Deadly flash floods lashed the island Madeira on Saturday as torrents of rain washed over the Atlantic island, about 600 miles southwest of mainland Portugal.

People look at cars carried down a hillside by floodwaters outside of Funchal, the Madeira Island's capital on Saturday, Feb.

20, 2010 (AP Photo/Octavio Passos)

The worst of the flooding struck the capital city of Funchal on the island's southern side, which was dealt the heaviest rainfall owing to the storm's southerly wind flow. The runoff poured down the south slopes of the island's mountain spine to burst through Funchal and its surroundings. Peaks soar to 6,000 feet above sea level within a few miles north of the city.

The Associated Press reports the death toll has surpassed 40.

A storm and trailing cold front triggered the torrential rainfall. The storm was one in a series of such storms that have lately targeted Spain and Portugal, Morocco and even the Canary Islands with flooding rain and high winds. These storms have been bolstered by an usually strong temperature contrast of the sea surface across the Atlantic Ocean. Abnormally warm waters have been widespread off West Africa whereas relatively cold surface waters have stretched between western Europe and the southeastern United States.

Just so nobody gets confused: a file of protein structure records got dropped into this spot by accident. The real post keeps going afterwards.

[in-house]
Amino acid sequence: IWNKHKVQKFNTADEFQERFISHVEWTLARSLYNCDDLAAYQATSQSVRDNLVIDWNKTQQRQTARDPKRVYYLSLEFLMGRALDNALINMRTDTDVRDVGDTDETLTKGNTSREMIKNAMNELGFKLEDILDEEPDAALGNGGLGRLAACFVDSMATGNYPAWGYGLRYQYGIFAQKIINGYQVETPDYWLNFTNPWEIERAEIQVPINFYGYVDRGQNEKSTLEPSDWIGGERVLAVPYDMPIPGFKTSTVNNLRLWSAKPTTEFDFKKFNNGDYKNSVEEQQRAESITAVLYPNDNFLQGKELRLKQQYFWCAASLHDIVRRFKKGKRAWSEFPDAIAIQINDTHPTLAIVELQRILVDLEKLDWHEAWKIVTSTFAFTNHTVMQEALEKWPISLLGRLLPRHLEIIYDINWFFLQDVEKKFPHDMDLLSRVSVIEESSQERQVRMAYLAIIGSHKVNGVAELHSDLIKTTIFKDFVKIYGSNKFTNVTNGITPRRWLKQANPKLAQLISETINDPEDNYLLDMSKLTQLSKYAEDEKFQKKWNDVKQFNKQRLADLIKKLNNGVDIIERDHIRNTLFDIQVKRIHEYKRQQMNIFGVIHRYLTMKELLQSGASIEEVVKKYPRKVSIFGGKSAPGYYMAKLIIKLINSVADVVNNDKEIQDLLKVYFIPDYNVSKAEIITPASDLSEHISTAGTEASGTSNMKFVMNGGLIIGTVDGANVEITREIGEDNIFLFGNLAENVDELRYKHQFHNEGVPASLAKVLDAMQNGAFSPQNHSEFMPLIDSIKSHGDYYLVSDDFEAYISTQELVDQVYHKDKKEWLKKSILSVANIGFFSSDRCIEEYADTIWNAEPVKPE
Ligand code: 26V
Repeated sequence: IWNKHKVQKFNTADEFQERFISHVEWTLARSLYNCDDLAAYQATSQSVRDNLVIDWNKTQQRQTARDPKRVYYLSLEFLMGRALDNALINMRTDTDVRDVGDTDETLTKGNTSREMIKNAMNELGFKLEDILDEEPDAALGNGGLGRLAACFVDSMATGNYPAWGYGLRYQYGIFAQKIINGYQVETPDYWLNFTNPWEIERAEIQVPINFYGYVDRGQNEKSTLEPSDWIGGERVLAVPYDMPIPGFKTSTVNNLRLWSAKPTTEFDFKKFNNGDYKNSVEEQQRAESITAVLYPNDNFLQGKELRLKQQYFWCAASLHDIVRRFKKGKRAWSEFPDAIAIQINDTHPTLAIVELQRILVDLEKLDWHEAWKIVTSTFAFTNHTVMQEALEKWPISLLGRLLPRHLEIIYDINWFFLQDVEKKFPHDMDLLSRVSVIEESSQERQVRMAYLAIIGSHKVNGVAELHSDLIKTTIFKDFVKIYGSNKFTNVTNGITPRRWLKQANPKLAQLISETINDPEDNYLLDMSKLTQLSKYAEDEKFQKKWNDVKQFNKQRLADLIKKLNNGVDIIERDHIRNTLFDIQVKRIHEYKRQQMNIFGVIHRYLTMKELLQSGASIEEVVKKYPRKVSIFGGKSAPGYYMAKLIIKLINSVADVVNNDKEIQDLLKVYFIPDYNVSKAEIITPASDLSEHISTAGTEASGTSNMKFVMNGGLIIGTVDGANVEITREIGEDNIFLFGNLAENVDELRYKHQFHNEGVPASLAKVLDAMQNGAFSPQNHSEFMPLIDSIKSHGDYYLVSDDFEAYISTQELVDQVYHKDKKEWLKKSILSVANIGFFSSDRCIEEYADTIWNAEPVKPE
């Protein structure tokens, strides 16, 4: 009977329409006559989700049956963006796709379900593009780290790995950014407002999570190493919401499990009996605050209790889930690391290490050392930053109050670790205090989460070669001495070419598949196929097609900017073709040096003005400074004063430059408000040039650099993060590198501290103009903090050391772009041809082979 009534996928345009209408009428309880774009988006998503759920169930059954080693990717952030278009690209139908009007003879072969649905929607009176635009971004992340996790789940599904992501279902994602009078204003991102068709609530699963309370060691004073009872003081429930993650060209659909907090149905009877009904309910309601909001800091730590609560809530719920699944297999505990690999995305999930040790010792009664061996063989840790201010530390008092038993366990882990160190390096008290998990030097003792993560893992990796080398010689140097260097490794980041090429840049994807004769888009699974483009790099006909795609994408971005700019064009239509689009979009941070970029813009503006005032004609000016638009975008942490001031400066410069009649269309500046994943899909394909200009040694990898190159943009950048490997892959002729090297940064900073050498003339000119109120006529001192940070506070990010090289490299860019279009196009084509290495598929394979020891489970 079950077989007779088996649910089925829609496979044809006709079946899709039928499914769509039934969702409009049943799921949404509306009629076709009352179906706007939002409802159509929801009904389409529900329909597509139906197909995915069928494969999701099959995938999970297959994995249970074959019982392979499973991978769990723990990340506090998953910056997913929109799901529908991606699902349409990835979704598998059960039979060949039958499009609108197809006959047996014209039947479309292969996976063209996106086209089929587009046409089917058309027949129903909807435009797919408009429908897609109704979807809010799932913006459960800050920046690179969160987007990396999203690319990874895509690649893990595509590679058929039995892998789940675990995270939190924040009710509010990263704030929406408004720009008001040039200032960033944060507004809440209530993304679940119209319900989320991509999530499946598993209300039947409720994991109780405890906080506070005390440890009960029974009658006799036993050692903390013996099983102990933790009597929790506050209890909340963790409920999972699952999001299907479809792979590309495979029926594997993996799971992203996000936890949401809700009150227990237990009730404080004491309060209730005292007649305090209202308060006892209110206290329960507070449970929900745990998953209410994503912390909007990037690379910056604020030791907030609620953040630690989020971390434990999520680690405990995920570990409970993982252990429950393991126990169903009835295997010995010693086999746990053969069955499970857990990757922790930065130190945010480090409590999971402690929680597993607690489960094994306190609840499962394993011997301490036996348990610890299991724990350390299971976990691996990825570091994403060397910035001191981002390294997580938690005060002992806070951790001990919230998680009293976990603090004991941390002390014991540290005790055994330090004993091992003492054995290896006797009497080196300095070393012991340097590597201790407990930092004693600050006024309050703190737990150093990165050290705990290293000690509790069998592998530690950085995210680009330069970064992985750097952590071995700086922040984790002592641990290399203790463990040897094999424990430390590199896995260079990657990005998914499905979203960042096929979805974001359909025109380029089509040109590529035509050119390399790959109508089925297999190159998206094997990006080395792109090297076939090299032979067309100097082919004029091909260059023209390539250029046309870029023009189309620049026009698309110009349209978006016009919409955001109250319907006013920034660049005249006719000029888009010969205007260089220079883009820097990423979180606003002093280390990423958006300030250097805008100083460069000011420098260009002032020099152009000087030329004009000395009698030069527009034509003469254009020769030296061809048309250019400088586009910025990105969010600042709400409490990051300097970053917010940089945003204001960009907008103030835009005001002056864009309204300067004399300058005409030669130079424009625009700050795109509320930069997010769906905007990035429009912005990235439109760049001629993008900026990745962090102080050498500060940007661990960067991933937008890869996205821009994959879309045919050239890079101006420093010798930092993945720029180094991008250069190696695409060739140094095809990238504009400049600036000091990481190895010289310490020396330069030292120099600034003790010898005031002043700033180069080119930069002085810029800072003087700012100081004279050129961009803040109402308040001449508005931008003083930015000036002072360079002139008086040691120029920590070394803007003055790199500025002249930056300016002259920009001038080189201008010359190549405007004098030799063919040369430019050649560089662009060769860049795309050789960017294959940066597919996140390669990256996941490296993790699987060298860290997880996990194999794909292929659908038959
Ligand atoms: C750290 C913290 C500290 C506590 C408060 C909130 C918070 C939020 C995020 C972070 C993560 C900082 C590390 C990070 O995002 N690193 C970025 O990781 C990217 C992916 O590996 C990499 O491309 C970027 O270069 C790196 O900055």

Any additional rainfall through midweek should be light. However, there is some potential for another strong, rain-laden storm to cross the area on Friday into Saturday.

Story by Senior Meteorologists Dave Samuhel and Jim Andrews.